ORLANDO, Fla. – New Year’s Eve will be the final day of the “One Ocean” killer whale show at SeaWorld Orlando in Shamu Stadium as the theme park plans to replace it with an educational experience about Orcas.
The “One Ocean” show featuring Orca performances will be replaced by an educational attraction called “Orca Encounter," according to theme park officials.
The Orlando Sentinel was the first to report the changeup.
A SeaWorld spokeswoman said the educational experience will open in Orlando on New Year’s Day.
“SeaWorld is excited about our new Killer Whale educational presentation, Orca Encounter. Guests will learn about killer whales’ role in the ocean ecosystem, behaviors the animals exhibit in the wild, the importance of conservation to their habitat, and animal welfare practices at SeaWorld," SeaWorld Chief Zoological Officer Dr. Chris Dold said. "This educational presentation reflects our company’s mission to inspire people and protect the animals and wild wonders of our world through education, research, animal rescue and conservation.”
“One Ocean” debuted in 2011, replacing “Believe," a show that ran for five years at all three SeaWorld parks in the U.S. The show was created following the Feb. 24, 2010 death of SeaWorld Orlando trainer Dawn Brancheau, who was drowned by a whale at the park.
SeaWorld San Diego opened “Orca Encounter” in 2017.
According to SeaWorld’s San Diego’s website, guests can “see killer whales in the first experience of its kind. Dive deeper into the orcas masterful hunting techniques and complex communication codes. Learn about the role of family, the importance of play and what we learn from the whales in our care every day is actively helping whales in the wild survive. Witness natural orca behaviors while an expansive infinity screen brings their story to life. Leave with a deeper connection to one of the sea’s mightiest, most magnificent animals.”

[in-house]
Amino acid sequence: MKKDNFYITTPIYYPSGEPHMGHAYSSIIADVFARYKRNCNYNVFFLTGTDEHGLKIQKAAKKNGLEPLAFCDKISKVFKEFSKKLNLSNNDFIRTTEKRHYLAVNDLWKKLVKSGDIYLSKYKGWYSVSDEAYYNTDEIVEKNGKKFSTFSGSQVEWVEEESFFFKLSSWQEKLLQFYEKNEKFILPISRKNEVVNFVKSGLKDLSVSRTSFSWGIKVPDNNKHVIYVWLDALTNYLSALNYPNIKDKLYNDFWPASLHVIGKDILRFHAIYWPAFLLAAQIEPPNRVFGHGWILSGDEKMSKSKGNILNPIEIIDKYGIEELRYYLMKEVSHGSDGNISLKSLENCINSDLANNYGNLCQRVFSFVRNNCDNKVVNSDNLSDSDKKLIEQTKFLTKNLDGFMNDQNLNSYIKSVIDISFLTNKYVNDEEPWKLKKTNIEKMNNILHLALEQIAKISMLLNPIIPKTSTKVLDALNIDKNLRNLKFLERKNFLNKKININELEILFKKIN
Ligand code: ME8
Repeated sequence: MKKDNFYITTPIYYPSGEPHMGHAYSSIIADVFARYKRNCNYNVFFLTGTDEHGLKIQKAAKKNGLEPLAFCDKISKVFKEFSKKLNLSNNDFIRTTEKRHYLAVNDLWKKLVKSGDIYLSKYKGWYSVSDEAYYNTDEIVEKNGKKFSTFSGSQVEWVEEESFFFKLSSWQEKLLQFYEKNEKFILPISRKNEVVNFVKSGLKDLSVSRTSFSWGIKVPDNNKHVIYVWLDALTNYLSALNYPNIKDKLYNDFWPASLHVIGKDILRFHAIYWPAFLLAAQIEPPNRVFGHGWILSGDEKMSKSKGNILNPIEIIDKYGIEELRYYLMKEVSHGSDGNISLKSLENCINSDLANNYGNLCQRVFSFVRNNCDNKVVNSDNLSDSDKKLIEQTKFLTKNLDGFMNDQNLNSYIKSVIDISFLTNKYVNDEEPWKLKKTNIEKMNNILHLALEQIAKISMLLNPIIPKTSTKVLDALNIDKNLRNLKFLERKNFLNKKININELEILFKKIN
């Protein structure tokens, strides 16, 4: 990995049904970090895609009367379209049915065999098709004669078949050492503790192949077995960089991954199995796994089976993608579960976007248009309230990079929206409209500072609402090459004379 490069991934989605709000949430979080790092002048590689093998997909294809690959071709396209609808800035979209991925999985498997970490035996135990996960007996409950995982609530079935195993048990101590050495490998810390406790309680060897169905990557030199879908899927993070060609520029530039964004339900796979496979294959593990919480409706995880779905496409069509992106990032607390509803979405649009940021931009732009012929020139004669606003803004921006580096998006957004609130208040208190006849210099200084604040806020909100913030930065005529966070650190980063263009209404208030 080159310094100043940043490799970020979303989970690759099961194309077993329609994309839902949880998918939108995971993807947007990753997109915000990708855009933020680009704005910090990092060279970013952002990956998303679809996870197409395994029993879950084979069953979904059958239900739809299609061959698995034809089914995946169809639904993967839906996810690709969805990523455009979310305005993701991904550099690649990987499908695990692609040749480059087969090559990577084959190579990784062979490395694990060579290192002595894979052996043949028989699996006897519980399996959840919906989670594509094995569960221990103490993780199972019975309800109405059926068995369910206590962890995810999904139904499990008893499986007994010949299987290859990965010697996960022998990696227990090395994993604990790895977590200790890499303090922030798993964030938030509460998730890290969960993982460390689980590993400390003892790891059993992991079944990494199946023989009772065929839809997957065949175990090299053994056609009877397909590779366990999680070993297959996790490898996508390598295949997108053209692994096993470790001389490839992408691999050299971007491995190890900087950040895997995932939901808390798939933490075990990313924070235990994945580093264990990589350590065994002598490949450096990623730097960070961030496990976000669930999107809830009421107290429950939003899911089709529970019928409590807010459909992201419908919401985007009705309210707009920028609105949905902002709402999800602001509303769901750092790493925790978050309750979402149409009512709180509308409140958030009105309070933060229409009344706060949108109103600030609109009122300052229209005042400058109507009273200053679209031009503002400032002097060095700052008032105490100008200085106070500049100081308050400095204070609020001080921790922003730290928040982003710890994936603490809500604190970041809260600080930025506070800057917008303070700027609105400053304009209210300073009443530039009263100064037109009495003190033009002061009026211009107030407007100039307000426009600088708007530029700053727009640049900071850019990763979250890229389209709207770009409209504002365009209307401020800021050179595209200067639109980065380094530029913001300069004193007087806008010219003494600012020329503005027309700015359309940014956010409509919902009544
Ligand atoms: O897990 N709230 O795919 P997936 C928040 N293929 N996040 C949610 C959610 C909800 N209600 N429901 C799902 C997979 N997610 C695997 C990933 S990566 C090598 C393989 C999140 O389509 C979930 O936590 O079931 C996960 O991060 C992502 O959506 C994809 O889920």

In 2016, SeaWorld announced it would end its killer whale breeding program. The last orca calf born at one of the theme parks was in spring 2017 to 25-year-old orca Takara at SeaWorld San Antonio. Takara was already pregnant when SeaWorld announced that it was ending its orca breeding program. The gestation period for orcas is approximately 18 months.
PETA issued a statement after the announcement:
“As long as orcas are still trapped in cramped tanks and trainers are still using dolphins as surfboards in circus-style shows, marine mammals at SeaWorld will continue to suffer. PETA is urging SeaWorld to make an actual difference in these animals’ lives by releasing them into seaside sanctuaries, where they’d feel ocean currents, make their own choices, and never be used to sell theme-park tickets again.”
The Associated Press contributed to this report.